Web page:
The state of Maryland has 157 municipalities (cities, towns and villages) and 61 of these are in located in the Metropolitan Washington Region. Many of Maryland’s most notable population centers (such as Bethesda or Silver Spring) are not incorporated as municipalities and therefore receive their local government services, including transportation planning and maintenance, from their counties.
Seven of Maryland's municipalities (listed below) have chosen to be members of the National Capital Region Transportation Planning Board (TPB). These municipalities all have their own planning departments which conduct studies and develop plans, promote economic development, and oversee zoning.
Each municipality also has a department of public works with responsibility for the maintenance of local streets and sidewalks, among other services.
Maryland municipalities are part of the counties in which they are geographically situated, and therefore the planning activities of these cities are closely coordinate with the counties' planning departments.
The Bowie Master Plan was developed in 2006 by the Prince George's County Planning Department in coordination with the city's Department of Planning and Economic Development. The plan’s chapter on Areawide Infrastructure includes recommended transportation projects and improvements.
College Park's Comprehensive Plan, including a transportation element, was developed by the city’s Planning Department in 1995. Much of the city’s current planning has focused on economic development in three development districts along U.S. 1. These planning activities have identified transportation improvements for this corridor.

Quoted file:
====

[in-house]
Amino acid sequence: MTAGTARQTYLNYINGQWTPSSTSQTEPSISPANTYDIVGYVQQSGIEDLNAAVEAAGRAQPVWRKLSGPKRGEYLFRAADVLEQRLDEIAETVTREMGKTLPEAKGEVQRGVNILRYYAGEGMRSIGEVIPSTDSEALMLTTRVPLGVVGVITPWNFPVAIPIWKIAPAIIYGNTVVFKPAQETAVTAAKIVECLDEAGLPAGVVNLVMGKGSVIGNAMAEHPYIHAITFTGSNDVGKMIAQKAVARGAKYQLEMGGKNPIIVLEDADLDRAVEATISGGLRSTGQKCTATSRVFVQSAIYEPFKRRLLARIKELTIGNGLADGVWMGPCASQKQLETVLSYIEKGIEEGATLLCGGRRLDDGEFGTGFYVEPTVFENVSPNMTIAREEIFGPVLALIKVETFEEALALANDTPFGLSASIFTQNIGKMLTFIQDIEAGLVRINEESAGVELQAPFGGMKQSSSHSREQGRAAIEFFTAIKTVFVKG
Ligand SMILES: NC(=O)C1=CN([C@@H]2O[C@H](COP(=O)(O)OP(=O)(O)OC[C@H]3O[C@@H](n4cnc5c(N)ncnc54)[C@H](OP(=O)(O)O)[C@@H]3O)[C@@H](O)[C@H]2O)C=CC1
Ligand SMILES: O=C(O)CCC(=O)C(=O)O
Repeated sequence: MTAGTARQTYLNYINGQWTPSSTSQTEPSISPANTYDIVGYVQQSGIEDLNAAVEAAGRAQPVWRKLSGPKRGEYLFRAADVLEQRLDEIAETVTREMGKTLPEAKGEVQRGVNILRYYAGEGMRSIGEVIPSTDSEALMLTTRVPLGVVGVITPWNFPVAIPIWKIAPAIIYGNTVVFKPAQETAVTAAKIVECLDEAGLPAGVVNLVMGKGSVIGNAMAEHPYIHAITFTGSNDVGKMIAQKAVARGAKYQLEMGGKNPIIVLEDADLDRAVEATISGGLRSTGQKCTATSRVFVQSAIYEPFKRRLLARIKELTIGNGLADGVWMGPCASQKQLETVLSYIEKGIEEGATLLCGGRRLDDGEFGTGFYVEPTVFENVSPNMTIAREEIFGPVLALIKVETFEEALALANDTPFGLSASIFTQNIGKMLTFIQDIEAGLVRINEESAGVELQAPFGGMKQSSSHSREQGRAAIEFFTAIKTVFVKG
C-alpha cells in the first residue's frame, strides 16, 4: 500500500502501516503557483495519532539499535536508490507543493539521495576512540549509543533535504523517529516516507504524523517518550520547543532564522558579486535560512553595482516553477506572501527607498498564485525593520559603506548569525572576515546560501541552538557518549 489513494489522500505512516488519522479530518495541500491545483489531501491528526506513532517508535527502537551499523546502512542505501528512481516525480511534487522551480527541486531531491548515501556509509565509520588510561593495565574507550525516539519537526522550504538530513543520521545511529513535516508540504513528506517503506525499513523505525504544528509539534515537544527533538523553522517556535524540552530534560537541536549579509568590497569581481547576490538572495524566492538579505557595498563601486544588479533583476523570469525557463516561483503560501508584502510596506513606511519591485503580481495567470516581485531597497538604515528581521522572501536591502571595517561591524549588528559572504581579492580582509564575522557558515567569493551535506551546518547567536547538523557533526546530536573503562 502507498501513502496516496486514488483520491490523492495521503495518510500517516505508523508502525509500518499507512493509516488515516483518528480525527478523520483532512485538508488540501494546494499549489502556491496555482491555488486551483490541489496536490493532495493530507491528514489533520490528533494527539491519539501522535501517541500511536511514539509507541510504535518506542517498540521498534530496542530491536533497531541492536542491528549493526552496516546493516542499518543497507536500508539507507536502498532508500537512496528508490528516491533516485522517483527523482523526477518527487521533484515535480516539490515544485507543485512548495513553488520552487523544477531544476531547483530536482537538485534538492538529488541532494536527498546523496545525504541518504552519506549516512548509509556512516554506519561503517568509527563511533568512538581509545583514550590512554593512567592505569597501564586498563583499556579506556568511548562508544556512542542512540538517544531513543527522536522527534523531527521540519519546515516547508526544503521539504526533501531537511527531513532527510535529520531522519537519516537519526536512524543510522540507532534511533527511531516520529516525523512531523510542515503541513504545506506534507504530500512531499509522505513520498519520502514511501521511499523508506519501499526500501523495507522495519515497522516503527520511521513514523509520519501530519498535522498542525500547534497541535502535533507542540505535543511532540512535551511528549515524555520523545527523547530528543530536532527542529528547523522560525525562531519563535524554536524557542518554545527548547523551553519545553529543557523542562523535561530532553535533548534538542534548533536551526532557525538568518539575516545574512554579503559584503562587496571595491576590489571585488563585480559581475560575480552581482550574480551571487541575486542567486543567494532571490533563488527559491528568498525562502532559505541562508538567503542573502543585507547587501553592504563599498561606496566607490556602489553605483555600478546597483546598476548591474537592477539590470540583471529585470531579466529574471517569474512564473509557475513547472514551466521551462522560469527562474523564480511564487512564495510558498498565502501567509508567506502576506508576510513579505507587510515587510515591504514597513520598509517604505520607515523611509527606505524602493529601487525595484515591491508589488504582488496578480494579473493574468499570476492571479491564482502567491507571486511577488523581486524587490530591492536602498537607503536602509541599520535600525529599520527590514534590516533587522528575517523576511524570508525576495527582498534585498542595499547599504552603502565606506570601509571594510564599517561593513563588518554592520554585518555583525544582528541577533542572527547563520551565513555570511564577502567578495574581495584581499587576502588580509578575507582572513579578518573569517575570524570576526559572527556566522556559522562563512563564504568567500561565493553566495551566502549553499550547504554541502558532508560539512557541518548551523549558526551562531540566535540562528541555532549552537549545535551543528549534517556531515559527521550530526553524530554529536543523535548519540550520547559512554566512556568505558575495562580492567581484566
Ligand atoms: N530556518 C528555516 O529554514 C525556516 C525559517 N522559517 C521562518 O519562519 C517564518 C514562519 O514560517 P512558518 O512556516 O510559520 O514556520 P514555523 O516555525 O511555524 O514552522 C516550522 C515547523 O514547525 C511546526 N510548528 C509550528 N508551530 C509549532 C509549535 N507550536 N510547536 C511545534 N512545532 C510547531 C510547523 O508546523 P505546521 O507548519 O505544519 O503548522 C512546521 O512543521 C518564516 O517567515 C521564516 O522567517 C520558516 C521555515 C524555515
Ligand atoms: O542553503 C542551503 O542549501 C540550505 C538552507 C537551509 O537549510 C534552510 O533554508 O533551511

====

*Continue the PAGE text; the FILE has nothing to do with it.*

The City of Frederick's latest Comprehensive Plan, developed by the City Planning Department, was adopted in 2010. The Transportation Element of this plan identifies key objectives, including increased transportation choice, better transportation management and design, and maintenance of neighborhood character.
Gaithersburg’s Master Plan, adopted in 2009, was developed by the city’s Planning and Code Administration. A Transportation Element of the Master Plan was adopted in 2010.
Rockville’s Comprehensive Master Plan, including a transportation element, was developed by the Department of Community Planning and Development Services in 2002 and is currently undergoing revision. Over the years, the plan has been amended to include neighborhood plans, a Bikeway Master Plan and a Municipal Growth Element.
Montgomery County’s Planning Department (M-NCPPC) developed and approved the Takoma Park Master Plan in 2000. The chapter called “Neighborhood-Friendly Circulation Systems” provides transportation recommendations.
The city’s Department of Community Planning conducts a variety of planning activities, with a particular focus on recent years on the New Hampshire Avenue Revitalization and Redevelopment Initiative.
Photo of Rockville courtesy of the Metropolitan Washington Council of Governments.